The hackers behind one of the largest crypto-heists ever carried out have returned over one-third of the stolen assets to the original platform, in an unprecedented move.

On Twitter, Poly Network, the peer-to-peer trading platform at the centre of the incident, announced that the criminals had bizarrely returned $260m of the total amount procured back to the company, but that a whopping $353m in digital coins still has yet to see its way back into rightful hands.

Poly Network, which allows the trading of various different blockchain-based digital currencies had threatened the hacking group with strict legal action if the sum in its totality was not sent back, however, many viewed this as an exercise in futility due to the black hat collective’s relative anonymity, as well as the difficulty, if not impossibility, of tracing blockchain-based currency transfers to specific individuals.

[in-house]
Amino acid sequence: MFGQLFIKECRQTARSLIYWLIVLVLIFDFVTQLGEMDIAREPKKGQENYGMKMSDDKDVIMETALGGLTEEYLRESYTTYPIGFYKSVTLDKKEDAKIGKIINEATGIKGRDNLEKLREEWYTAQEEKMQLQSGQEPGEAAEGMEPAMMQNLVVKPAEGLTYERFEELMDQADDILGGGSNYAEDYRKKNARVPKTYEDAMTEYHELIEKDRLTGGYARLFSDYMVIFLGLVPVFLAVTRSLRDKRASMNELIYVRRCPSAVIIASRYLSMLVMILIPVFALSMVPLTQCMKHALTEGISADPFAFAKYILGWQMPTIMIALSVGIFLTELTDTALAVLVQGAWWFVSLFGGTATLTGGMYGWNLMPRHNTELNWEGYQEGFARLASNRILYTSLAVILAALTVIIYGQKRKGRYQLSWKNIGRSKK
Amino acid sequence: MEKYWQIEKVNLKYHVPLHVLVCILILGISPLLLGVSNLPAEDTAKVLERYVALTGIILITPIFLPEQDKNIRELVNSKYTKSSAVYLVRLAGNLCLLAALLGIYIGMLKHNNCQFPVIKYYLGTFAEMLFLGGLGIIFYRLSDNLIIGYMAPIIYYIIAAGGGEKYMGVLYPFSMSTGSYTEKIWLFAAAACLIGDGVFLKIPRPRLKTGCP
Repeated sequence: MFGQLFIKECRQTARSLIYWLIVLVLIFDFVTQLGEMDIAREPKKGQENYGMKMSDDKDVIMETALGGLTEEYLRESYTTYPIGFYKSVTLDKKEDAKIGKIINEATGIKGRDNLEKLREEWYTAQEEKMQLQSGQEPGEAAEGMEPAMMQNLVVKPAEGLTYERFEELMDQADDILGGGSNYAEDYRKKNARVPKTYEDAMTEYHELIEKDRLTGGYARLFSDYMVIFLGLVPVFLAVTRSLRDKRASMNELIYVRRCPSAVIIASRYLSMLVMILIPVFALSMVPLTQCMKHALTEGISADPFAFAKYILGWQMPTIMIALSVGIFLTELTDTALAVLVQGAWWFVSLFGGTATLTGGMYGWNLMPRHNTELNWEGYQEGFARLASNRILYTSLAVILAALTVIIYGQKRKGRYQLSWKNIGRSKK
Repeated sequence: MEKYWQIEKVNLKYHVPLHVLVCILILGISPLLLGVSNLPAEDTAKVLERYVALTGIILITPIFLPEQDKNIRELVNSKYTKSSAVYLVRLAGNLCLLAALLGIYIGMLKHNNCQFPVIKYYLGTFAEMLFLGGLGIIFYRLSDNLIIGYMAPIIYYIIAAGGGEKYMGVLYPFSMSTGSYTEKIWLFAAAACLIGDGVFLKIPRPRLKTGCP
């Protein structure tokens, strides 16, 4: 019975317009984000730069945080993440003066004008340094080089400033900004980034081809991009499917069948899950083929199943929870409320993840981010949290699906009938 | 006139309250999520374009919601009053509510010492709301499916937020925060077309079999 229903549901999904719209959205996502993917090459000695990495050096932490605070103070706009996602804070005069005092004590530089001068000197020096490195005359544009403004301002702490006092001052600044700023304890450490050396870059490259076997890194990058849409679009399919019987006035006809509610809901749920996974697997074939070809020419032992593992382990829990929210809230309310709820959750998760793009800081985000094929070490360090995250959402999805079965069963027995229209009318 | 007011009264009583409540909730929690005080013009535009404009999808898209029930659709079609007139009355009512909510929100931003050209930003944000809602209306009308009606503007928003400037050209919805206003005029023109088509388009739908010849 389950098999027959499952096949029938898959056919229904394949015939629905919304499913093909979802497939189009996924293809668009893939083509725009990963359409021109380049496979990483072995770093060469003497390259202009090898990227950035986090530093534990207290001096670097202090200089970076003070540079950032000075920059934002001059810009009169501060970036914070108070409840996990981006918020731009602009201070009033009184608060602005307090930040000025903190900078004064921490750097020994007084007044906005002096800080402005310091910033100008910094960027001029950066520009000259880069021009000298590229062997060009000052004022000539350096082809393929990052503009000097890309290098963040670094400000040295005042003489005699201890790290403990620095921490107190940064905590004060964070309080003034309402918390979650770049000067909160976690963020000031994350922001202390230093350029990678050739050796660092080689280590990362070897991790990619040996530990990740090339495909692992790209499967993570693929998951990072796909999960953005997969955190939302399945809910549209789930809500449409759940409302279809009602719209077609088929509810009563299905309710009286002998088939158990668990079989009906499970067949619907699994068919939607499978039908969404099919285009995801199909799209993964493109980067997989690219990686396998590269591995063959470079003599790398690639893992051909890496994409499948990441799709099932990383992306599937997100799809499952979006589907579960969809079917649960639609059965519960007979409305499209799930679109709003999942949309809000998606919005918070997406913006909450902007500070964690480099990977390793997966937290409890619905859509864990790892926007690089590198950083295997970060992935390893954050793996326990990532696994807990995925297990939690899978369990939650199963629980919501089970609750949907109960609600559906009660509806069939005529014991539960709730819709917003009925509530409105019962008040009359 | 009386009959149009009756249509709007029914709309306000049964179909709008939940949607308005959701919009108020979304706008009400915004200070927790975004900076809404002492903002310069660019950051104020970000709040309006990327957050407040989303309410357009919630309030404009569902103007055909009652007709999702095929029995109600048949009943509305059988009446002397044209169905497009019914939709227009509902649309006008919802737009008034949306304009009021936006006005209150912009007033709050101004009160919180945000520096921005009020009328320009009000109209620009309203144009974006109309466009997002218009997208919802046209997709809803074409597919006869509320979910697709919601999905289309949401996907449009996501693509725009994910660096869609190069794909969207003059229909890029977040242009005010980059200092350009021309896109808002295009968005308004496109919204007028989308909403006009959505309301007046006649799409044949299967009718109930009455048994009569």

According to some sources, the vulnerability that the hackers took advantage of may have been based around Poly Network’s digital contracts.

Elliptic co-founder, Tom Robinson, chimed in on why the criminals may have decided to return these assets, claiming it was likely due to the extreme difficulty of converting the assets to fiat while maintaining anonymity.

"Even if you can steal crypto assets, laundering them and cashing out is extremely difficult, due to the transparency of the blockchain and the broad use of blockchain analytics by financial institutions(...)"